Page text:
People love STEM — Science, Technology, Engineering and Math. The New York Times wrote an article earlier this year talking about efforts to incentivize people to pursue STEM fields and stay away from liberal arts.

It passes the conventional wisdom test. In a time of rapid accelerating change and more technology, we surely need more people going into these jobs right?

It turns out that STEM alone is not the perfect path to jobs in growing fields with good wages. Research by David Deming has shown that more importantly, social skills, are a leading indicator of fields of jobs that are growing and paying higher wages. His research looked at two factors — how math intensive the job was and the level of social skills required for the job (full paper here). His results found a clear hierarchy of the jobs that have been growing in the economy:

He found a similar pattern for wage growth, except with less of a gap between different types of high social skill jobs. In his research he found that many “STEM’ jobs are actually shrinking, which throws into question any policy aimed at incentivizing people to major in said degrees on that basis alone. While nobody would be surprised to learn that computer science jobs have been growing, many STEM jobs have not fared as well such as biologists and architects:

Source: David Deming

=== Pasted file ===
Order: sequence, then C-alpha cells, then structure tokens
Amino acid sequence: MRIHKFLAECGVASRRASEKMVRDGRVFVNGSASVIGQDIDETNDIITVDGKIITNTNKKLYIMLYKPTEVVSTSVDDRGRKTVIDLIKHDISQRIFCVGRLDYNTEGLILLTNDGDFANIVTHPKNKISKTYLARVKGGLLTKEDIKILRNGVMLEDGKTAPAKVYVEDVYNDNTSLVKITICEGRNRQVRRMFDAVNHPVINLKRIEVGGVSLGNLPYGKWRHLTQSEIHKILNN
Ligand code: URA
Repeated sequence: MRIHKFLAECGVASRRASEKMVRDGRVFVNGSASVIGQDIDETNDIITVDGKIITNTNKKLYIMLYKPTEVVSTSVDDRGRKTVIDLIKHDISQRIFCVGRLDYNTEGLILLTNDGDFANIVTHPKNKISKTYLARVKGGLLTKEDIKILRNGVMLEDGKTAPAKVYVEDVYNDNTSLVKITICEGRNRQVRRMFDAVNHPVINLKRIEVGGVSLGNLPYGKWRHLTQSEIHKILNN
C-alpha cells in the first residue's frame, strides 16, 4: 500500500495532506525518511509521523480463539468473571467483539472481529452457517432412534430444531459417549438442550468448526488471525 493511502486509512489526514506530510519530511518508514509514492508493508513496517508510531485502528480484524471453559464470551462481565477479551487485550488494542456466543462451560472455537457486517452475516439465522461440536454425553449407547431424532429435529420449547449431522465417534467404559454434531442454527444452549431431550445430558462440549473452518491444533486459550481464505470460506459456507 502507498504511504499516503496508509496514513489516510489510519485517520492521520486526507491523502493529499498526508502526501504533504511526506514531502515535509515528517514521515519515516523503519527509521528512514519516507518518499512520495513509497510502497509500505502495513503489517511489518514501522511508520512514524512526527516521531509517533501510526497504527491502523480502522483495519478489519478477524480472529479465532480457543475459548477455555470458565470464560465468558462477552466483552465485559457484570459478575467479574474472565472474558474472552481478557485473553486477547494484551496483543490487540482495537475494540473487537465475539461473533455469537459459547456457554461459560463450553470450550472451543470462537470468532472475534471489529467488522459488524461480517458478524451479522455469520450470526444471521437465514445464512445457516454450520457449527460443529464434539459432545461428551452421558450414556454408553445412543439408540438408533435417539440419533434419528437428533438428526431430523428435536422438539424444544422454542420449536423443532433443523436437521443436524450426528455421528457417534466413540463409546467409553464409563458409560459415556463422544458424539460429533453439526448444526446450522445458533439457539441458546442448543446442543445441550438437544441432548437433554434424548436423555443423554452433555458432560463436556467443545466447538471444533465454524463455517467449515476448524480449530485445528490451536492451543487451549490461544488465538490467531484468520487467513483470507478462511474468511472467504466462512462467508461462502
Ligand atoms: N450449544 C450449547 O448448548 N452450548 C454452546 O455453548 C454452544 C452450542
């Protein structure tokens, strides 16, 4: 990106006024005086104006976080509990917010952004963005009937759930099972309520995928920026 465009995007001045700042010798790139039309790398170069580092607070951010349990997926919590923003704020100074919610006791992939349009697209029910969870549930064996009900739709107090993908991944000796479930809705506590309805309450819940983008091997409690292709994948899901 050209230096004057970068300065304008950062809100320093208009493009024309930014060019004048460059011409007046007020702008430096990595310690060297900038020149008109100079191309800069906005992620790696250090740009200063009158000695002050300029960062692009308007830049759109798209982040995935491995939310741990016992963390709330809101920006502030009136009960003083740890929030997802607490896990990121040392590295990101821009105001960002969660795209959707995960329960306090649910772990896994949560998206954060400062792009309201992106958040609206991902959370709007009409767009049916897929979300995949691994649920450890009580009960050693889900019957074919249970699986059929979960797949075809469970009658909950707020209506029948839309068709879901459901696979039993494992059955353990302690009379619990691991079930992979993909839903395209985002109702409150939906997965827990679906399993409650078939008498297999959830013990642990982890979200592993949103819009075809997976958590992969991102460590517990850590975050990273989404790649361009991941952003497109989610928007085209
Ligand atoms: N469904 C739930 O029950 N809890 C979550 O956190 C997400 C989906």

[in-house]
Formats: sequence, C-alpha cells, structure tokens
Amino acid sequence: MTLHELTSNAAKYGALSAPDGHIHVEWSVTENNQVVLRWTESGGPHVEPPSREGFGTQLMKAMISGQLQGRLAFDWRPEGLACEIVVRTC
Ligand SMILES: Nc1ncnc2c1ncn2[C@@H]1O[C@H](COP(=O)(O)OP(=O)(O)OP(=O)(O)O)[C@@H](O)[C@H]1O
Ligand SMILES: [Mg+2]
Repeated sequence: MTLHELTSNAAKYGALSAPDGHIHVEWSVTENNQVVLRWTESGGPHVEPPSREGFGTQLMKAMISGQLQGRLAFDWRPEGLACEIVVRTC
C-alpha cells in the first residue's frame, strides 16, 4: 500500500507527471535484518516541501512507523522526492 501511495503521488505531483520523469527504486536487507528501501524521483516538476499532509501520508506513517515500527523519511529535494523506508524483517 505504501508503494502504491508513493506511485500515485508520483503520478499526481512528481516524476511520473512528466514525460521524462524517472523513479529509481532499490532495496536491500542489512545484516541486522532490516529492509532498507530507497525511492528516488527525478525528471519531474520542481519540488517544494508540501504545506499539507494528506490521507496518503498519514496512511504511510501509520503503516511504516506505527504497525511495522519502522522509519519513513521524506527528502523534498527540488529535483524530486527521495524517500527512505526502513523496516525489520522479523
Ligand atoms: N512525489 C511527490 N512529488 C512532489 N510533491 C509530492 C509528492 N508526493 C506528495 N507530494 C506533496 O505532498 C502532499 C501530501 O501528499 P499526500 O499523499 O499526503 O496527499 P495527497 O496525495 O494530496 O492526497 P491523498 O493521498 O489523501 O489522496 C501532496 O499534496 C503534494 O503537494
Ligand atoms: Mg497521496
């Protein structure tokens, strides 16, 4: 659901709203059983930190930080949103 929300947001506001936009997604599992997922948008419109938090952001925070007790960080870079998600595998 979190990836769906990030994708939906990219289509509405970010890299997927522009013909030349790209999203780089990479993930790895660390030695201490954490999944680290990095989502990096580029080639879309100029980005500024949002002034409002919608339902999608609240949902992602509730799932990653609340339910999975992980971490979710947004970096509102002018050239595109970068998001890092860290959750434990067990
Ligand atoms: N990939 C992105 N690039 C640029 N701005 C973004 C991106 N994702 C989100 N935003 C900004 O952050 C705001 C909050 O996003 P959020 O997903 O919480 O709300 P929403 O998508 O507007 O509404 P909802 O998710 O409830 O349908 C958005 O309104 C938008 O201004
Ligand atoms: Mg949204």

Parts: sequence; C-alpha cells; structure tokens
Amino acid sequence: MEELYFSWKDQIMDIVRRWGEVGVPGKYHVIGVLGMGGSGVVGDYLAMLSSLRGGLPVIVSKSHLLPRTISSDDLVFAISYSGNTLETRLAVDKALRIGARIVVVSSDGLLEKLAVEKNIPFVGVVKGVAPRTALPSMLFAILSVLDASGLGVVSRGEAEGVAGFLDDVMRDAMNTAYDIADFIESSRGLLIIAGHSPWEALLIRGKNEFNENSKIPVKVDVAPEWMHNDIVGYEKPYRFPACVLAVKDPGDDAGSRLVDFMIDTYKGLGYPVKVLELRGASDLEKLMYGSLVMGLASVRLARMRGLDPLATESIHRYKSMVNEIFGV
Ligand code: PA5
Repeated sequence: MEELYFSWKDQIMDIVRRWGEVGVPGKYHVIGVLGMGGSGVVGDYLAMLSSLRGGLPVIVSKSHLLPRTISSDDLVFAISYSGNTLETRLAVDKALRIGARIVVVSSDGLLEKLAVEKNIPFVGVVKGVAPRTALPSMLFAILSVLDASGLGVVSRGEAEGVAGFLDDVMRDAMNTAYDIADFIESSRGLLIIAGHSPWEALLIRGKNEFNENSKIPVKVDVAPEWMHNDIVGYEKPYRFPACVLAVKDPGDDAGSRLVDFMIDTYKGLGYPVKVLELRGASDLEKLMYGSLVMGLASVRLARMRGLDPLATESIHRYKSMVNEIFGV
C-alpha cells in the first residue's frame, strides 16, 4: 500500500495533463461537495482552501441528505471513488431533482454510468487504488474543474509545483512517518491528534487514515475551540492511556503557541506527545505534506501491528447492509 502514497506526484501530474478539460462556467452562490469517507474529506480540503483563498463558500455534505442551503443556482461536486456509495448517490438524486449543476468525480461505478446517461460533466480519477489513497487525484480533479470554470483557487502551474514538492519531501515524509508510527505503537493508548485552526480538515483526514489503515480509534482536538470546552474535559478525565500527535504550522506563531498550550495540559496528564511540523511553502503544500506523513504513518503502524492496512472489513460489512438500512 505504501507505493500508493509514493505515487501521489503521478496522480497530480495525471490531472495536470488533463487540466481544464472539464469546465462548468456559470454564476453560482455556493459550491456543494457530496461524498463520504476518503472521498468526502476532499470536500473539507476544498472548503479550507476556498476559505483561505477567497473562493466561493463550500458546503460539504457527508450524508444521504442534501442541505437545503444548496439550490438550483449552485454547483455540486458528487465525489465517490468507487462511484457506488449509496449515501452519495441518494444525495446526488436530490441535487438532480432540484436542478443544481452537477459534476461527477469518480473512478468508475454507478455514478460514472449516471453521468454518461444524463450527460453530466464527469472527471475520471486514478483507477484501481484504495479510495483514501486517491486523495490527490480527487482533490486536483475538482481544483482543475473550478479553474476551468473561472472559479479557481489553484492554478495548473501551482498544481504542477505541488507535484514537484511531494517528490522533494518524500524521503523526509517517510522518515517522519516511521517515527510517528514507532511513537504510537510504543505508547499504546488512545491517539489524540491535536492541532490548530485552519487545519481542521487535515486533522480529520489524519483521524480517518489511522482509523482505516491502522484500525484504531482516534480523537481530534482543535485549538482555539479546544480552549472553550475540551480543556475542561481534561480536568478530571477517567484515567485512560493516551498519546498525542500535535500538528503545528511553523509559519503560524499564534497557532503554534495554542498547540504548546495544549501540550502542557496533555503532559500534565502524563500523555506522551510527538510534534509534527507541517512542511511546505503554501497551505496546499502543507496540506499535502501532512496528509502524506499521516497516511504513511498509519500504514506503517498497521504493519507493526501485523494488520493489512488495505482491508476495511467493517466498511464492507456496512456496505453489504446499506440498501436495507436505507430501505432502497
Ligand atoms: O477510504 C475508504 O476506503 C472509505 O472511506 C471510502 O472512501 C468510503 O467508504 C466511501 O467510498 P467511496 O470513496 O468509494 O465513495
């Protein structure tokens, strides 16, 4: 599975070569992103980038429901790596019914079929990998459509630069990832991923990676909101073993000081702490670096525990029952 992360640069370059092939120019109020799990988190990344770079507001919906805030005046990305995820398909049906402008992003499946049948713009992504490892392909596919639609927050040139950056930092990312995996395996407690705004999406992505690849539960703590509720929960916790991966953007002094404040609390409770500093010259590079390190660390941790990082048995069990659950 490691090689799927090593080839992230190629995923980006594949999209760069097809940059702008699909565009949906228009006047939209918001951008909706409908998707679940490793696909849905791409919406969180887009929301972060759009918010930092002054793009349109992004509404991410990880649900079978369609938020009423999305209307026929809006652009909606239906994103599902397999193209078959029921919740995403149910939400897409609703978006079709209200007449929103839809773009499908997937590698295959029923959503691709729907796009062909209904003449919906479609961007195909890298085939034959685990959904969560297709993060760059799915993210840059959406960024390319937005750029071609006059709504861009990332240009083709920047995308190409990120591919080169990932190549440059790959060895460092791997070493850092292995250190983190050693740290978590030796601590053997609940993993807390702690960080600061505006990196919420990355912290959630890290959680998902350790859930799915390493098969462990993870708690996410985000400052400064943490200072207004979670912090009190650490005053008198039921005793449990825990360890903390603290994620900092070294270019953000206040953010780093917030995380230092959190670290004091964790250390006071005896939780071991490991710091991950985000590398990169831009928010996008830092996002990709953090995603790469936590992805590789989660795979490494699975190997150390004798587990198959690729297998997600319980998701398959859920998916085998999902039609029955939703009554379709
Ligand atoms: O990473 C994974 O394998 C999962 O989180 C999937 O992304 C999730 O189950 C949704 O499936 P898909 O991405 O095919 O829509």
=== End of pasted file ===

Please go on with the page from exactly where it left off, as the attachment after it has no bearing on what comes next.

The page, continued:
Deming discussed these findings in a fascinating podcast with Jacob Morgan and I was left with more questions than answers about what we should be doing given these findings. Deming’s own paper leaves the questions of policy to others, but his research challenges a lot of the conventional wisdom over the past fifteen years. Pushing someone to major in engineering may not be the path to a success that it was in the past.

One positive from this research is that one could make the argument that humans will not be replaced by technology as many are prone to fear. As technology automates more and more routine tasks, the value of highly cognitive and social tasks seems to be increasing. Deming’s research found that as routine tasks are decreasing, non-routine analytical tasks and social skills are becoming a higher and higher share of knowledge jobs:

Source: David Deming

So should you drop out of engineering and change to a degree in communications? I’m not sure I would go that far — but a STEM degree alone is not the path for a vibrant career that it may have been in the past.



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